We've all ignored the alarming crud buildup inside a microwave at one point or another in our lives. Sometimes, we forget to put a cover on top of the leftovers being reheated, things begin to bubble, and suddenly there's a bit of soup on the inside of the microwave.

Visually, it can get pretty unappetizing inside a microwave, especially if you let things go on for too long without a simple wipedown. Like other neglected surfaces, it can also start to encourage the growth of some pretty nasty bacteria and other possible pathogens, too.

Now that you're guiltily wiping down the inside of the microwave, consider the outside. When was the last time you cleaned the handle and the buttons? These parts need some attention as well, Reader's Digest suggests. You probably touch it all the time, so there's a decent chance that these surfaces have built up some serious crud. Wipe it down with a diluted solution of bleach in water, followed by a rinse with plain water.

You can also use disinfectant wipes, but Reader's Digest strongly recommends you make sure the surface is clean first, or else you'll just be pushing dirt around with your wipe.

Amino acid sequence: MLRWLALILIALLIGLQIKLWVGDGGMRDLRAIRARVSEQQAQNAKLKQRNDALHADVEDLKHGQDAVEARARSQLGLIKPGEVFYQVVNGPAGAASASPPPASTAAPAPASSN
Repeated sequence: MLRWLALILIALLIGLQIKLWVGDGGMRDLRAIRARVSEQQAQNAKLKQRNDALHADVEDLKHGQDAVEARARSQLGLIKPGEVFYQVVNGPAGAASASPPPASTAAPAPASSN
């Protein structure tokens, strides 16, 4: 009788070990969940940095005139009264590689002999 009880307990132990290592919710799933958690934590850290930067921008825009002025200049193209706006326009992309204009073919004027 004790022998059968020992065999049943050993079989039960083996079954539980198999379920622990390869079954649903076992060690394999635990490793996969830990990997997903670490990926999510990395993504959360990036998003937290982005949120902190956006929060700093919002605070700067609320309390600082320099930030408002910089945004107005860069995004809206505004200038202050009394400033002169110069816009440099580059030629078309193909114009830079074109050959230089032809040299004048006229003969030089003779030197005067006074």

Most of us are fortunate enough to live somewhere with clean tap water. It's a vast improvement on water access compared to past centuries, where, if water was readily available, it had no guarantee of cleanliness.

Even though the water coming out of your tap has been treated to make it safe to drink, that doesn't mean it can't pick up something gross from the faucet itself. If you or someone else in your home has touched it with dirty hands, then there might be germs lurking right at the source. According to NBC, over time, the buildup of bacteria and other gunk can create something called a "biofilm" that can cling to the faucet. If it goes on for long enough, that biofilm can grow so large and dense that parts of it might break off and fall into your glass or dish.

Luckily, most faucets can be cleaned pretty easily. NBC recommends taking off the metal aeration screen at the end of the faucet, if you can, and soaking it in a solution of bleach and water. Once you've put the screen back on, let the tap run for a few minutes to rinse out any remaining bleach.

Reusable water bottles

Having a reusable water bottle is pretty great for the environment and your body. It helps to reduce plastic waste from single-use bottles and can encourage you to drink a healthy amount of water throughout the day. But when was the last time you cleaned your bottle?